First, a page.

How do the Falstaff scenes relate to the main plot?

Categories: Plot

Dramatically Falstaff’s world of idleness, dishonesty, self-indulgence and irresponsibility is in direct contrast to the honour and nobility that Prince Hal finally achieves. By integrating him so completely into the interrogation, Shakespeare ensures that the audience is continually provided with an alternative perspective to the serious themes. Even when Falstaff claims to be a hero ‘I gave him this wound in his thigh’, the audience cannot dislike him because it has been taught to identify with his irrepressible humour and will to live.

Shakespeare created Falstaff mainly as a source of comedy that the average Englishman at the time could relate to. Falstaff balances out the seriousness of the history play with his comedy for example in Act III Scene 3 at the Boar’s Head Tavern before the war. Here Falstaff has been pick pocketed as a joke, and he blames the hostess for this. Even when he knew his facts were wrong, he persists in his lies, ‘will not pocket up wrong’, and forgives the hostess when she has done nothing wrong at all.

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The comedy scene of Act II Scene 2 largely centres around Falstaff.

Although he does not know about the planned trick, he seems to be sharing it with the audience: ‘a Plague upon it when thieves cannot be true to one another’. When the travellers arrive he is more talk than action, urging the gang to ‘cut the villains throats’ and afterwards cursing Hal and Poins for their apparent cowardice. This shows that during the play, Falstaff is a coward and also a liar.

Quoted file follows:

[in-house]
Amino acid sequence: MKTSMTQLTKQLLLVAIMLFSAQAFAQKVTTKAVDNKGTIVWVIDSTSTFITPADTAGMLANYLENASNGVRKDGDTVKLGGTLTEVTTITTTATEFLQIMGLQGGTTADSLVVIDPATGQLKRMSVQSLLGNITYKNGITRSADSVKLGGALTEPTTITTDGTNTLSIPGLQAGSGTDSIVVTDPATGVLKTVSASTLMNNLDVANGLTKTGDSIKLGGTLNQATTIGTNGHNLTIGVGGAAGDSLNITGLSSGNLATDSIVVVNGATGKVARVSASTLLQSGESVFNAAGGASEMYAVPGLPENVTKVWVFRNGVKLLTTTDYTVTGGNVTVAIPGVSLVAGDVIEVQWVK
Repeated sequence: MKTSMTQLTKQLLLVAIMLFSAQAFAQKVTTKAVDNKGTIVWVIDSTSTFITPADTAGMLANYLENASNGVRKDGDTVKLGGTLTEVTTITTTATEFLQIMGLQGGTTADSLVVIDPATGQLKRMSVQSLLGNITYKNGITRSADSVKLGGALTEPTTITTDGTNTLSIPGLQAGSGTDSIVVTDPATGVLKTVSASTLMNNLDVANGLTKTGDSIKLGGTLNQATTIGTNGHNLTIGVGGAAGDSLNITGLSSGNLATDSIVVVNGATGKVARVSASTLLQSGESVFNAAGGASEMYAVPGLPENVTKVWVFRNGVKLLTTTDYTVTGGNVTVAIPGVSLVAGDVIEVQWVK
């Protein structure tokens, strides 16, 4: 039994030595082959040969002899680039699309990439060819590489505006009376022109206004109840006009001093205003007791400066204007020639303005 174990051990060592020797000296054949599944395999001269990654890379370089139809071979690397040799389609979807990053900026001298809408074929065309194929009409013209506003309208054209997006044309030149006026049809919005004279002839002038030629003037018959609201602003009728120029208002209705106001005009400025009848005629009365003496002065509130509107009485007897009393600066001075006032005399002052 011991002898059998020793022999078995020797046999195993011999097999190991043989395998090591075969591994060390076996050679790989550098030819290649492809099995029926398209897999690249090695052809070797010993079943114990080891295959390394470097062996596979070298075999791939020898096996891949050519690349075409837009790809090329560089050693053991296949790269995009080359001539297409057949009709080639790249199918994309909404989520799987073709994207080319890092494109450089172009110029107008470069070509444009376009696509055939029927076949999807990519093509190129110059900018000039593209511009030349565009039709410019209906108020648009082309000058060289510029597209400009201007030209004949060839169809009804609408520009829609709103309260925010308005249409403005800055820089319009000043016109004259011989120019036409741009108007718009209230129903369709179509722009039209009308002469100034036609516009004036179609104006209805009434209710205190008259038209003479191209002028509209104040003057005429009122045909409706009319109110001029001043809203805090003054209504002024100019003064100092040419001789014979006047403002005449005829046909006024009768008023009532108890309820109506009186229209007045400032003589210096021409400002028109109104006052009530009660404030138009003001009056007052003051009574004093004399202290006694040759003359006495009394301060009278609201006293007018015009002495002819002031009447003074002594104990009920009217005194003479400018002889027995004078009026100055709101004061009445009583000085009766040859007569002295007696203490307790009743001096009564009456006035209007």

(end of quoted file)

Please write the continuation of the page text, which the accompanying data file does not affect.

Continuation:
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The next scene involving Falstaff is the height of the comic sub-plot. It deals with the robbery two scenes prior. Hal and Poins show up Falstaff’s lies when he talks about being robbed by a gang of ‘a hundred upon four of us’.

Hal eggs on Falstaff until his lies become inconsistent. Hal asks Falstaff how he could have known that his attackers were wearing ‘Kendal green’ even if it was so dark that ‘thou could not see thy hand’. Another theme that Shakespeare creates in his sub-plot is the topic of the Father-Son relationship. King Henry and Falstaff are contrasted together as father figures; Falstaff acts as a role model for Hal, exactly the opposite to Prince Henry. In the first scene that we see this duo together, we can tell that they are very close friends. The friendship is like a father son relationship without the anger of the father.